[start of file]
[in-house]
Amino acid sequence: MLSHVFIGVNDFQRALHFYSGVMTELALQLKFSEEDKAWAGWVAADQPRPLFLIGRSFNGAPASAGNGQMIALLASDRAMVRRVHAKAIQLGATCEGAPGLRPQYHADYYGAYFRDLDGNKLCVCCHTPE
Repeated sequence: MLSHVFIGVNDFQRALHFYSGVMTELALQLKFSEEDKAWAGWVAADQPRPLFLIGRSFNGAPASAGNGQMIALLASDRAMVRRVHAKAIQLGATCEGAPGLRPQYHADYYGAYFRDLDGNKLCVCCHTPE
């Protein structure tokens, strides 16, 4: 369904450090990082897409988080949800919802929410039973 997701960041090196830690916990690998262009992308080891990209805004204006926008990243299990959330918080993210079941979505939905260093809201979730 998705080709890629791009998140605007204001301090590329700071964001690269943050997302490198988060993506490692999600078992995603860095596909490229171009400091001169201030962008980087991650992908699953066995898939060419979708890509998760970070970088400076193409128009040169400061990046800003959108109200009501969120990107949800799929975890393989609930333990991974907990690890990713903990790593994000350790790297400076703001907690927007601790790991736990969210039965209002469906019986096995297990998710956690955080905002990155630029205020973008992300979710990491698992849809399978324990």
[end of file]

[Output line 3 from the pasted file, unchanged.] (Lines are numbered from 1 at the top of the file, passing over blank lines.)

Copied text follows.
Repeated sequence: MLSHVFIGVNDFQRALHFYSGVMTELALQLKFSEEDKAWAGWVAADQPRPLFLIGRSFNGAPASAGNGQMIALLASDRAMVRRVHAKAIQLGATCEGAPGLRPQYHADYYGAYFRDLDGNKLCVCCHTPE